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As of this moment, Warren Buffet is the richest man in America, surpassing even Bill Gates at a whopping estimated net worth of $62 BILLION dollars. His company, Berkshire Hathaway is currently trading at 113,000 with a market cap of over $175B. He makes Dr. Evil look like a lemonade stand. I wanted to read more about this enigmatic investor from Omaha who is an anomaly by any stretch of the word. Frugal and thrifty doesn’t even begin to describe him. He lives in a small 3 bedroom house he bought over 50 years ago. His car at the moment is a 2001 Lincoln Town Car. He likes hamburgers and Cherry Coke. I wanted to know more about this man. This book however is a biography and in no shape or way did Warren Buffet had anything to do with it. In fact, he told the author when he wanted to write about Warren that he was not going to give him anything.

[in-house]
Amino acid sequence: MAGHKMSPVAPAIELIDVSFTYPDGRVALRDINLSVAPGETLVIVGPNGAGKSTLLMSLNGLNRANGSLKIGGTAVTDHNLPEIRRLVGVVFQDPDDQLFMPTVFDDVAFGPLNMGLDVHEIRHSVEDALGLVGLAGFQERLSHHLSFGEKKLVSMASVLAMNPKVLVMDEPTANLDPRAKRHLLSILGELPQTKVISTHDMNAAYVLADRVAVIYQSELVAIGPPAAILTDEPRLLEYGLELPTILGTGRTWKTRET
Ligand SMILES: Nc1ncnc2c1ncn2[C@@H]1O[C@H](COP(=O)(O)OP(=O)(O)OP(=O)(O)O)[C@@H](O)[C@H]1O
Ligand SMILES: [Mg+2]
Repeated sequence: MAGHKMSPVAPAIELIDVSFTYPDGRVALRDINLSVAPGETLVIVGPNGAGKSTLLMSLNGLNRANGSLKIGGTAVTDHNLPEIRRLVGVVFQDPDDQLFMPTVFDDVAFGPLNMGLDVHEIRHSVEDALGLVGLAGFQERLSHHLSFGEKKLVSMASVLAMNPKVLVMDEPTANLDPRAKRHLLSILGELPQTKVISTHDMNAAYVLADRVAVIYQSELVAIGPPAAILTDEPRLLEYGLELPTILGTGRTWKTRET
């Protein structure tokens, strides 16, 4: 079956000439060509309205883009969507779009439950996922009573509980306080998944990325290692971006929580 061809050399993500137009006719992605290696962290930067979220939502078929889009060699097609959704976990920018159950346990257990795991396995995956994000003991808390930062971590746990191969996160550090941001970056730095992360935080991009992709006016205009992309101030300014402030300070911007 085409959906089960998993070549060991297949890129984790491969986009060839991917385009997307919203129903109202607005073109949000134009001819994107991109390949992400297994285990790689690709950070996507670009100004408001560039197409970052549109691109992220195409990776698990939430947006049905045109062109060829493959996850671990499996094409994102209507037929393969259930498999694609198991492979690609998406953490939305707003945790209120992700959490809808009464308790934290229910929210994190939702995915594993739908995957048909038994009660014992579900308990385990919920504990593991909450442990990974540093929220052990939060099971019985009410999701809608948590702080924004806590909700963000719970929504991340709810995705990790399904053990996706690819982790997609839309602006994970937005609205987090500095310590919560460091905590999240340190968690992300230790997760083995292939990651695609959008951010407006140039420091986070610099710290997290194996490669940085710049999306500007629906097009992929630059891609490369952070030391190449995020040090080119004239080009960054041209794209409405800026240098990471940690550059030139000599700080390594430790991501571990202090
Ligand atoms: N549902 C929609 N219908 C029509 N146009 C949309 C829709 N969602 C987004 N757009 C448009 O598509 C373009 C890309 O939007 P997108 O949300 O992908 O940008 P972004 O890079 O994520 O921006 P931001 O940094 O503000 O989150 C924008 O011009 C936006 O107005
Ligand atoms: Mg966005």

This book starts off in his early years, covering his family life, his relatives, siblings and their relationship. Even as a child, Warren’s fascination with numbers and his comfort in consistency were apparent. He enjoyed the accumulation of money and did not enjoy parting with it any more than he enjoyed parting with any aspect of his life. Warren was a hard worker even early in life. I think that exemplifies what makes him so great. It was never about luck of fortune with him. It was just honest hard work and an in depth knowledge of the facts he needed to know about what he was interested in. In this case, most of the time it was money and companies. He would be able to regurgitate out the financials of any company he was interested in backwards and forwards. He probably knew more about the companies than the people who ran them. And when the emotional stock market would value great companies that were valued much less than the actual value of the company, he would scoop them up. He’s basically made a living being a bargain hunter of stocks. That’s a gross oversimplification, but it’s the best way I can put it.